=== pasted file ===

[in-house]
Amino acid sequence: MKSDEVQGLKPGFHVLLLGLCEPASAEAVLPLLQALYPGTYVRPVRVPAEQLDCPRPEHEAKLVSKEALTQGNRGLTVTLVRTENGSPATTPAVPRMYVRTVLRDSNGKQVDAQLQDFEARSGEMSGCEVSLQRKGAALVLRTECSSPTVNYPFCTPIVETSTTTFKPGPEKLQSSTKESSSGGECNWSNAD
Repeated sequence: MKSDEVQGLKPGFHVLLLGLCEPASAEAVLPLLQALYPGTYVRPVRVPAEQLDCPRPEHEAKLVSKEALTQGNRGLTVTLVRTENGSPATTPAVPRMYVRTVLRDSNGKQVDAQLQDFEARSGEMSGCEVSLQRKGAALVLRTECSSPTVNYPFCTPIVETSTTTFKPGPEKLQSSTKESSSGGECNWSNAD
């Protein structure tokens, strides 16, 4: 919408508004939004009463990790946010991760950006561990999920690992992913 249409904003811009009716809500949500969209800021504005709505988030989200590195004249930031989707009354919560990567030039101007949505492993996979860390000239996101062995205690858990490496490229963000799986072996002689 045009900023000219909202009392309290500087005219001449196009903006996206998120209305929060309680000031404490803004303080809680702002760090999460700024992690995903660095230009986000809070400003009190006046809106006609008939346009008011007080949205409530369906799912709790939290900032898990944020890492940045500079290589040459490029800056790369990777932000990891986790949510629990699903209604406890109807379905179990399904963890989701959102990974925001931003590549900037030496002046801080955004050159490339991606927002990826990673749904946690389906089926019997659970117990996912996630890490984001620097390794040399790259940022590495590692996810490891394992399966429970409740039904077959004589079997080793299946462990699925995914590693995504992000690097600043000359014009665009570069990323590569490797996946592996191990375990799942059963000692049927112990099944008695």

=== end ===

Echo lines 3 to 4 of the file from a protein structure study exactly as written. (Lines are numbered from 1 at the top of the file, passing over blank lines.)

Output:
Repeated sequence: MKSDEVQGLKPGFHVLLLGLCEPASAEAVLPLLQALYPGTYVRPVRVPAEQLDCPRPEHEAKLVSKEALTQGNRGLTVTLVRTENGSPATTPAVPRMYVRTVLRDSNGKQVDAQLQDFEARSGEMSGCEVSLQRKGAALVLRTECSSPTVNYPFCTPIVETSTTTFKPGPEKLQSSTKESSSGGECNWSNAD
């Protein structure tokens, strides 16, 4: 919408508004939004009463990790946010991760950006561990999920690992992913 249409904003811009009716809500949500969209800021504005709505988030989200590195004249930031989707009354919560990567030039101007949505492993996979860390000239996101062995205690858990490496490229963000799986072996002689 045009900023000219909202009392309290500087005219001449196009903006996206998120209305929060309680000031404490803004303080809680702002760090999460700024992690995903660095230009986000809070400003009190006046809106006609008939346009008011007080949205409530369906799912709790939290900032898990944020890492940045500079290589040459490029800056790369990777932000990891986790949510629990699903209604406890109807379905179990399904963890989701959102990974925001931003590549900037030496002046801080955004050159490339991606927002990826990673749904946690389906089926019997659970117990996912996630890490984001620097390794040399790259940022590495590692996810490891394992399966429970409740039904077959004589079997080793299946462990699925995914590693995504992000690097600043000359014009665009570069990323590569490797996946592996191990375990799942059963000692049927112990099944008695």